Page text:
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Sign Painter (Pilseta Pie Upes)

A Latvian sign painter attempts to remain neutral during WW2 as his country grapples with enemies on both sides, and allegiances become increasingly deceitful - from the Tallinn Black Nights Film Festival


The independence of Latvia is cut short just two decades after the young Baltic nation seceded from Russia in 1918. Their occupiers return in 1940, now in the shape of the Soviet Union. Sign painter Ansis (Davis Suharevskis) quickly adapts. He is commissioned to turn office signs red, to paint a large star on a building facade and to rewrite street names (the biggest road is now called Joseph Stalin). Change is everywhere: a bust of Stalin is brought into town, the Latin alphabet is replaced with Cyrillic. Perhaps mostly significantly, the girl with whom Ansis is infatuated (Zisela, the daughter of a wealthy Jewish merchant), joins the Communist Party and becomes an active Chekist.

These changes don’t last long. The Nazis march in just a year later, further disrupting the nation’s tumultuous history, and confusing locals. The red signs are covered in black. The five-pointed star is replaced with a swastika. Stalin’s bust is promptly buried, while Hitler’s is erected. Cyrillic gives room to Gothic script. Stalin Street becomes Hitler Street. Ansis is now called “Hans”. Once again, the young man quickly adapts. He never challenges his occupiers: “I’m just a sign painter”.

Zisela brands Ansis a “milksop” due to his political apathy. Instead, the introverted and sensitive painter expresses his passion through artistry. In addition to signs, he also paints portraits of his muses and even of the “old Jew” (Zisela’s father). Despite lacking political motivation, he does possess an altruistic drive. He provides shelter and protection to Zisela, who would otherwise end up in a concentration camp. His jealous wife is not pleased about his dangerous gesture of goodwill, and she will eventually take matters into her own hands.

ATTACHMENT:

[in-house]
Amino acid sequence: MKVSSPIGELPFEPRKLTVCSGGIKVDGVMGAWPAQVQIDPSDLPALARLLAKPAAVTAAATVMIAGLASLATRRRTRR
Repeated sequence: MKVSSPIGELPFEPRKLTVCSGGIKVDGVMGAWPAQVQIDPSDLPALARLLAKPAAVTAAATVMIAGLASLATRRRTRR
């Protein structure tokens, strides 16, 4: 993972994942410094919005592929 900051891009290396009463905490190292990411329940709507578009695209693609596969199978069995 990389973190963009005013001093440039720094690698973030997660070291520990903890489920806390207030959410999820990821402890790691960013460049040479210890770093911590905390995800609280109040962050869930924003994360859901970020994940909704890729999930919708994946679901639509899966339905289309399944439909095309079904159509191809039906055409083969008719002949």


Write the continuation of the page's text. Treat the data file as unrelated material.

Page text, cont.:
This is a clever and peculiar story with interesting twists. Ansis represents a nation struggling to understand its own predicament. Latvians welcome neither one of their occupiers, yet there’s very little they can do. Their allegiances become ambiguous and volatile. This is a country searching for a soul while stuck between the devil and the deep sea. Sign Painter is the perfect companion piece to Dzintars Dreibergs’s Blizzard of the Souls (also showing right now at the Black Nights Film Festival). Both movies illustrate Latvia simultaneously grappling with Russian/Soviet and German occupation (during WW2 and WW1 respectively).

While the story in itself is interesting, Sign Painter has cinematographic limitations. The photography lacks emotional impact and inventiveness. A dream sequence of Jews attacking Ansis is very awkward. The sex scene is unnatural, and there is no chemistry between Ansis and the two ladies (Zisela and his wife). And a jaunty soundtrack with a pervasive accordion is rather irritating.

There were particular moments that could have been explored in more detail in order to maximise impact. They include Ansis’s ravenous wife drinking milk from a goat, a woman unburying her dead husband in order to say goodbye to him, and the Germans disseminating propaganda about the Jews (the Nazis claimed that the Jews “tortured, killed and boiled people”; the irony speaks for itself). All in all, this is a clever little movie that fails to reach its full potential.

Sign Painter has just premiered at the Tallinn Black Nights Film Festival, as part of the event’s Official Competition.

By Victor Frag - 19-11-2020

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